Tuesday, April 19, 2016

Is it worth suing?

Sometimes things happen in life that give rise to a legal claim but are not worth pursuing.

Let's suppose you bought a tin of beans from a store and when you opened the can the beans had turned rancid. The store refuses to refund your money. Technically you have a valid legal claim but if your loss was the price of a can of beans only then you would be foolish to proceed with a statement of claim. Suing over a few dollars is silly.

The can of beans example is obvious but even larger cases can be financially too small or too uncertain to make a law suit worthwhile. That's largely because it costs a great deal of money to go to Court. Even a matter in small claims court can cost thousands of dollars if you have a lawyer and if you proceed in the higher court the costs rapidly move into the tens of thousands of dollars.

A one week civil trial will cost between $25,000 and $100,000 in fees depending on the case and the seniority of the lawyers.

What's more, even if you have a good claim for significant damages there is no point in suing unless there is a good chance of recovery. An example may help to clarify. If you get a judgment against, say, the Government of the NWT for ten million dollars it will, after all the appeals are done, be paid. If you get a judgment against me for ten million dollars it won't be paid ever because I don't have ten million dollars and am not likely ever to have that much money. A judgment is only worth what the defendant can pay.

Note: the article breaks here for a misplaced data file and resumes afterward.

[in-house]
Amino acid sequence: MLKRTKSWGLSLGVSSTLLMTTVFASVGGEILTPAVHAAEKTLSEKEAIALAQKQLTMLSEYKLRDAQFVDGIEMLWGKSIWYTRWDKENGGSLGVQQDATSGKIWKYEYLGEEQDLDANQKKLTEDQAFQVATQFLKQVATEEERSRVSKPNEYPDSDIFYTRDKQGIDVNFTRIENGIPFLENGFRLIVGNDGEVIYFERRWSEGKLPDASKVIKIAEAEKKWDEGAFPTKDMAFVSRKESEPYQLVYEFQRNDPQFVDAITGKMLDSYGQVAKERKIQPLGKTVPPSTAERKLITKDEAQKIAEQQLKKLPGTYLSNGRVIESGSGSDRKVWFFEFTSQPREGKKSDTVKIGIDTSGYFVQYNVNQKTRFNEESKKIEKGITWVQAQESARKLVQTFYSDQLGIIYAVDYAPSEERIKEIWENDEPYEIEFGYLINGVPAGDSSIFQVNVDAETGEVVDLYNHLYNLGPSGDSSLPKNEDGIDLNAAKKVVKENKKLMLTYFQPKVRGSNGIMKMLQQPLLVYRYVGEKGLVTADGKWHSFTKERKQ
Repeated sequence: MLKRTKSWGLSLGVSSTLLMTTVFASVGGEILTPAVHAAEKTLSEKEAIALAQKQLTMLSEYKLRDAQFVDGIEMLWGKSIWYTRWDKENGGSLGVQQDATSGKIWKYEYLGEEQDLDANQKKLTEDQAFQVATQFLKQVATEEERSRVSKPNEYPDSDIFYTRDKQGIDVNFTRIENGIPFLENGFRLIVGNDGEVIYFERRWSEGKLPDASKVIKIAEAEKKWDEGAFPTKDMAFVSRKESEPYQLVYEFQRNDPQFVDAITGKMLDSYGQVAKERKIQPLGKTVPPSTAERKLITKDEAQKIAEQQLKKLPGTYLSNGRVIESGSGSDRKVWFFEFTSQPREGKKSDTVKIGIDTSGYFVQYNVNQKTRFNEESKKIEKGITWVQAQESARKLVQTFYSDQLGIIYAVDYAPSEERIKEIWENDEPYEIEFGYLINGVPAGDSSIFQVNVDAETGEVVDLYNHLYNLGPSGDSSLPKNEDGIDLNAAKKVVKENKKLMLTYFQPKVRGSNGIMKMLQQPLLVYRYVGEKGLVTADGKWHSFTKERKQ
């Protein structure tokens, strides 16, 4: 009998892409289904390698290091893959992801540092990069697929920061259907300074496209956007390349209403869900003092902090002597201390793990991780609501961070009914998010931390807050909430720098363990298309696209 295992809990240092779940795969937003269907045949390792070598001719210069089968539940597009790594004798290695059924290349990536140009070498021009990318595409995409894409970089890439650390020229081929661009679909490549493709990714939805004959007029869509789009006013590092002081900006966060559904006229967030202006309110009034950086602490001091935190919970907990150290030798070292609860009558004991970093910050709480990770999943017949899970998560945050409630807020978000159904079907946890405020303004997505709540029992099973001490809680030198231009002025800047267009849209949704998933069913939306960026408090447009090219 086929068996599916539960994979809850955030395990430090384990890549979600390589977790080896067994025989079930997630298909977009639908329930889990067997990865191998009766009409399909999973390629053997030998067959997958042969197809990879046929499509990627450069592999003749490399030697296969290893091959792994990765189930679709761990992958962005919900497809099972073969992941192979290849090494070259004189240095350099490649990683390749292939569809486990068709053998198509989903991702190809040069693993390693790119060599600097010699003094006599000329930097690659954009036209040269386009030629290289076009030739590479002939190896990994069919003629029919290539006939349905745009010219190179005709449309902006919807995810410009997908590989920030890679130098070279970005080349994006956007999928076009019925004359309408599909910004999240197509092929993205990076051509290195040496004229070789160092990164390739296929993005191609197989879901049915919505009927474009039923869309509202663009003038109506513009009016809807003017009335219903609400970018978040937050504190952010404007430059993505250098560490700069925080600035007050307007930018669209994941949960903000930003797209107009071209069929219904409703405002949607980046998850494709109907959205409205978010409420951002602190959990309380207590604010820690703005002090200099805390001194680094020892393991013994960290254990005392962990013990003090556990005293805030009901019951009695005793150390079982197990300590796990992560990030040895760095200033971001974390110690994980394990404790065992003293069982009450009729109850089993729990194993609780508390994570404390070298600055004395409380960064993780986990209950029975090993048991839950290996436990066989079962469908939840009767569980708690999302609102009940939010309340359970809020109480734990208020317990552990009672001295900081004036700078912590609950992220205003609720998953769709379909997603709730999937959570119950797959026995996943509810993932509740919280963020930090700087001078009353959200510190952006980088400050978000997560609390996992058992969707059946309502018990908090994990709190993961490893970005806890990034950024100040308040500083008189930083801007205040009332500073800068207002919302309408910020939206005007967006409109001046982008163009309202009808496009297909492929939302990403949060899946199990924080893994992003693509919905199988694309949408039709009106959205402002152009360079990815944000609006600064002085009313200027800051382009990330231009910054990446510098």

This means that unless a case has significant damages and a real chance of recovery it probably does not make sense to sue.

Sometimes people ask me to sue where their damages are low or recovery unlikely as a matter of "principle". I always discourage that. The legal a system is a way of trying to resolve civil disputes; it is not a way of making a political or moral point. In civil law "principles" can be very expensive indeed.

That doesn't mean you never sue where damages are low or recovery unlikely but it does mean that when you do sue it should be for a practical reason.

Some years ago a school teacher was the subject of a chain letter suggesting the teacher was a child molester. The author of the letter was basically bankrupt and recovery of any damages was inconceivable. Nevertheless the teacher asked me to sue and we got a judgment – even though we knew the judgment was financially worthless. The judgment had no monetary value but when the teacher was asked about the chain letter the teacher could point to the judgment and say he was vindicated – that had a real value.

Law suits are costly and take a lot of effort. Before starting a law suit consider carefully if it makes sense to spend that money and invest that effort.


Anonymous said...

Heard a great line on this topic recently: Best to avoid the courtroom as you would an operating room.

Anonymous said...

Best to avoid James Morton representing you, he will scam you, steal from you, deceive you, lie to you, take as much money as he can from you, and sell you out to the other side.....ask him why he got dumped by his former law firm to end up as a cockroach hole in the wall worm chasing legal aid cases.....a true scammer - the worst of the worst.

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